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By Tom Woods
Cleaning up diseased and pest-ridden leaves this fall can help prevent problems next year. Add this to your fall gardening list along with mulching, soil testing and planting. The following information is courtesy of Charlotte Glen, Pender County horticultural agent.
Fall landscape tips and tasks
Cooler temperatures make gardening and landscape maintenance much more pleasant in the fall and there are several important jobs to do at this time of the year. Tasks like cleaning up will help your landscape get off to a healthier start next season, while soil testing will let you know what nutrients your lawn and landscape need to grow strong.
Fall is also a wonderful time to plant trees, shrubs, and perennials, as well as spring blooming bulbs and hardy annuals like pansies. So enjoy the beautiful weather of the next couple of months by getting out in the yard and have some fun while caring for your landscape.
Fall is the time to give your landscape a good cleanup. In fact, cleaning up well at this time of the year will help prevent disease and insect problems next year, since many pests spend the winter sheltering in old leaves and debris left from the previous season.
Cleaning up will help remove pests from your landscape and prevent, or at least delay, their onset next season. If there are plants in your landscape that have had disease or insect problems this year, carefully clean up their fallen leaves and debris and remove it from your yard. Leaves that fall from healthy plants can be used as mulch or collected and composted.
As perennials go dormant and leave behind only dry, dead stems, cut them back to ground level. You may want to leave some standing to provide a food source for birds, particularly perennials with lots of seeds like purple coneflowers and black-eyed Susans.
Most ornamental grasses stand up well through winter, adding texture and interest to the winter landscape. It is fine to cut back ornamental grasses whenever they start to look messy.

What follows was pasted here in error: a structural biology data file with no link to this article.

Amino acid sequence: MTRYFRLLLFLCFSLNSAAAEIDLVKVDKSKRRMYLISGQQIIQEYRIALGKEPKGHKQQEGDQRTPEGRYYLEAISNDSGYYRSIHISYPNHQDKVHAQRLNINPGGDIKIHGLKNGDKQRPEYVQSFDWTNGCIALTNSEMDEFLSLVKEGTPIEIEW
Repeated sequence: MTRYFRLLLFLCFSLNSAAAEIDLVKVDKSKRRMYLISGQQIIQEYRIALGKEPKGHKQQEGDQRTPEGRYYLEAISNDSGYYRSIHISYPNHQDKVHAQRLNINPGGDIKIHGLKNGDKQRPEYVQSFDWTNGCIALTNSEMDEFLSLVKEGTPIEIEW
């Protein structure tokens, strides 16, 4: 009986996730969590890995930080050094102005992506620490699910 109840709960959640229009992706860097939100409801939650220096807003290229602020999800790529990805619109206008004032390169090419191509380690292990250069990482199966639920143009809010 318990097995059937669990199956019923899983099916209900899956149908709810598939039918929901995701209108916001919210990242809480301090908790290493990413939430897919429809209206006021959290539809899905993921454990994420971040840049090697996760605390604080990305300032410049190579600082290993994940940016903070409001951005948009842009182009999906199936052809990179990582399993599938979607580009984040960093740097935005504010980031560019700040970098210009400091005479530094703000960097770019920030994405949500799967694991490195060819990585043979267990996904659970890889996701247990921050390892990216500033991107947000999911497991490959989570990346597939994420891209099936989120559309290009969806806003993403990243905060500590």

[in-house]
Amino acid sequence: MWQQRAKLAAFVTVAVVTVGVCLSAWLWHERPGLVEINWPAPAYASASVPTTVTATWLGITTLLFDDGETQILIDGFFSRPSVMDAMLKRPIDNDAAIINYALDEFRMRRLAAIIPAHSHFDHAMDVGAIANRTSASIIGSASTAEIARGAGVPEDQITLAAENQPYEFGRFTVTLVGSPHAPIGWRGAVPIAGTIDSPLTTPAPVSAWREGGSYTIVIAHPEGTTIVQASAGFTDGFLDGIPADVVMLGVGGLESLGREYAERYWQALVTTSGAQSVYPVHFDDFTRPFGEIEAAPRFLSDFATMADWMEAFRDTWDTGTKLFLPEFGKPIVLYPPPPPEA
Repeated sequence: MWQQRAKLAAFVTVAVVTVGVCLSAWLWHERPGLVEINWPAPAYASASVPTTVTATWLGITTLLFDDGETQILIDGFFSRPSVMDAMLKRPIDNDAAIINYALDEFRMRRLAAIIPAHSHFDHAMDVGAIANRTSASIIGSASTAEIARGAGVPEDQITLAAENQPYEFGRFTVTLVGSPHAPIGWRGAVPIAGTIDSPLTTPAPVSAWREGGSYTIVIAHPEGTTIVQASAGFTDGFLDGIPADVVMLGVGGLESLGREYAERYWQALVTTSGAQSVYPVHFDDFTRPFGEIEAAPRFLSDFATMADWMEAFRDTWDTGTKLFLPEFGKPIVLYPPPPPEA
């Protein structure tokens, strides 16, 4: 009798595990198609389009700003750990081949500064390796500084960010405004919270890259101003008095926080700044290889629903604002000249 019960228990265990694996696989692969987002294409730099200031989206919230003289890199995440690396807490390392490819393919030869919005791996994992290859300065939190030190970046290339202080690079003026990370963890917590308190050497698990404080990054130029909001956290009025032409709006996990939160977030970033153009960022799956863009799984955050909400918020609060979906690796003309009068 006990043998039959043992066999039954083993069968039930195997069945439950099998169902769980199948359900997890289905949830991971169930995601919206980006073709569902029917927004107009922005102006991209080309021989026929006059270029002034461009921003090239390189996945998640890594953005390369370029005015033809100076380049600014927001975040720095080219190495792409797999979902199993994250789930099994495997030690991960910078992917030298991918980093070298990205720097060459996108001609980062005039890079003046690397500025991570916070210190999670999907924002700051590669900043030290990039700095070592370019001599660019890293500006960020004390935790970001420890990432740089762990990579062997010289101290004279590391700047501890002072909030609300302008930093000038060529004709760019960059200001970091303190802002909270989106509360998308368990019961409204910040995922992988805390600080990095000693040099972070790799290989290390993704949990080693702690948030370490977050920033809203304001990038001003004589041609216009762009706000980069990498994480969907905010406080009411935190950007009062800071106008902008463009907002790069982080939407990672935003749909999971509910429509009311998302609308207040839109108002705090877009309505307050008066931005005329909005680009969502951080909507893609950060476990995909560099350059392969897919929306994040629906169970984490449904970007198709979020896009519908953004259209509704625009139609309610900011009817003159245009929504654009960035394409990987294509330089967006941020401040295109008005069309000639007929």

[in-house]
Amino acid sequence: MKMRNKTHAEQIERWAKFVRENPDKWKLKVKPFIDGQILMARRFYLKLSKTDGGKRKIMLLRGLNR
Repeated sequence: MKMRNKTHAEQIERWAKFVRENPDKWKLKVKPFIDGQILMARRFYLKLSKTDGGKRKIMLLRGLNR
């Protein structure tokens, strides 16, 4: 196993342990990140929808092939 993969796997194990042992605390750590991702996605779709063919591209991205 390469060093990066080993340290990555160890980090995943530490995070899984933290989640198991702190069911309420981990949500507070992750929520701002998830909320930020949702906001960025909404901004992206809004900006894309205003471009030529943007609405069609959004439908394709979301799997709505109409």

Minimal pruning to remove only dead, broken or diseased limbs and twigs from trees and shrubs is okay to do now, but fall is not a good time for large scale pruning. Most trees and shrubs should not be pruned until late winter (February-March for our area), while spring blooming shrubs should not be pruned until after they flower.
Once all the leaves have fallen, give your landscape plantings a finishing touch by spreading a layer of mulch over top, but first check to see how deep your mulch already is. Three to four inches of mulch is perfect around most plants, but deeper levels can cause problems. If your mulch is already 4 inches deep, but you want to give it a fresh look, try raking the mulch to turn over the brighter colored layer underneath the surface.
Be careful to not pile mulch against the trunks of trees and shrubs, since this can encourage diseases and insects. When mulching over dormant perennials, simply spread a two to 3-inch layer over the ground. A few perennials have evergreen leaves. Avoid covering the foliage of evergreen perennials with mulch whenever possible.
Fall is the best time of the year to plant and transplant most trees, shrubs and perennials. Plant winter annuals like pansies, violas, ornamental cabbages and snapdragons through November. Spring blooming bulbs should be planted in November and December. Daffodils, Spanish bluebells, summer snowflake (Leucojum) and blue star (Ipheion) are all long-lived and deer resistant varieties.
Fall is a great time for dividing and replanting perennials, while trees and shrubs can be purchased and planted throughout the fall and winter. Remember to keep new plantings well-watered during their first several weeks as they get established.
Fall is a great time to soil test. The results of your soil test will be the same no matter which season you send them in, and testing now will ensure you have recommendations on hand for spring planting.
Remember, soil testing is the only way to accurately find out what your soil needs…and it is free. In the coastal plains, gardeners should soil test once every two to three years. Soil testing boxes, forms and instructions are available from any Cooperative Extension office.
Send your gardening questions or comments to: Brunswick County Master Gardener Column, P.O. Box 109, Bolivia, NC 28422, or call 253-2610. Enclose a self-addressed stamped envelope if requesting information or a reply. Answers may be printed in this column.